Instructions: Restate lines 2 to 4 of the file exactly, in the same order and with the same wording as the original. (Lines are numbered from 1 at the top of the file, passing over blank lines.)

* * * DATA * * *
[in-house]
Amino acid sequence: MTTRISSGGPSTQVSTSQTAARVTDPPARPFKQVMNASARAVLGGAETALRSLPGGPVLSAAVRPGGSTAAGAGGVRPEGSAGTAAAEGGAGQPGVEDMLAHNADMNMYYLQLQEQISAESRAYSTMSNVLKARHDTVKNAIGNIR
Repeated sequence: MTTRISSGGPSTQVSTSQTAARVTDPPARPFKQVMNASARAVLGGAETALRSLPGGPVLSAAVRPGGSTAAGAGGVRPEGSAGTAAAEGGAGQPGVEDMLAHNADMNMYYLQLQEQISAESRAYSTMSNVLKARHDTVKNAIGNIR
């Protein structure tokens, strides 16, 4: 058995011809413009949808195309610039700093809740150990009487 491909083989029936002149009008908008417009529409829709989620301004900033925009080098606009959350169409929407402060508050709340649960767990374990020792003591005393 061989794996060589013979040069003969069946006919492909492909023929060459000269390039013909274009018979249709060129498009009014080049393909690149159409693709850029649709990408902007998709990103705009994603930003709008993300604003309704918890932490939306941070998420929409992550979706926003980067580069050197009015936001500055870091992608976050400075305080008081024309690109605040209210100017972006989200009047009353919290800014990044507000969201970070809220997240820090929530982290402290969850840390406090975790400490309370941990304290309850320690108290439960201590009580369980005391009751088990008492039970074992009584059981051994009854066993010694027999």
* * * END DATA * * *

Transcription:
Amino acid sequence: MTTRISSGGPSTQVSTSQTAARVTDPPARPFKQVMNASARAVLGGAETALRSLPGGPVLSAAVRPGGSTAAGAGGVRPEGSAGTAAAEGGAGQPGVEDMLAHNADMNMYYLQLQEQISAESRAYSTMSNVLKARHDTVKNAIGNIR
Repeated sequence: MTTRISSGGPSTQVSTSQTAARVTDPPARPFKQVMNASARAVLGGAETALRSLPGGPVLSAAVRPGGSTAAGAGGVRPEGSAGTAAAEGGAGQPGVEDMLAHNADMNMYYLQLQEQISAESRAYSTMSNVLKARHDTVKNAIGNIR
């Protein structure tokens, strides 16, 4: 058995011809413009949808195309610039700093809740150990009487 491909083989029936002149009008908008417009529409829709989620301004900033925009080098606009959350169409929407402060508050709340649960767990374990020792003591005393 061989794996060589013979040069003969069946006919492909492909023929060459000269390039013909274009018979249709060129498009009014080049393909690149159409693709850029649709990408902007998709990103705009994603930003709008993300604003309704918890932490939306941070998420929409992550979706926003980067580069050197009015936001500055870091992608976050400075305080008081024309690109605040209210100017972006989200009047009353919290800014990044507000969201970070809220997240820090929530982290402290969850840390406090975790400490309370941990304290309850320690108290439960201590009580369980005391009751088990008492039970074992009584059981051994009854066993010694027999």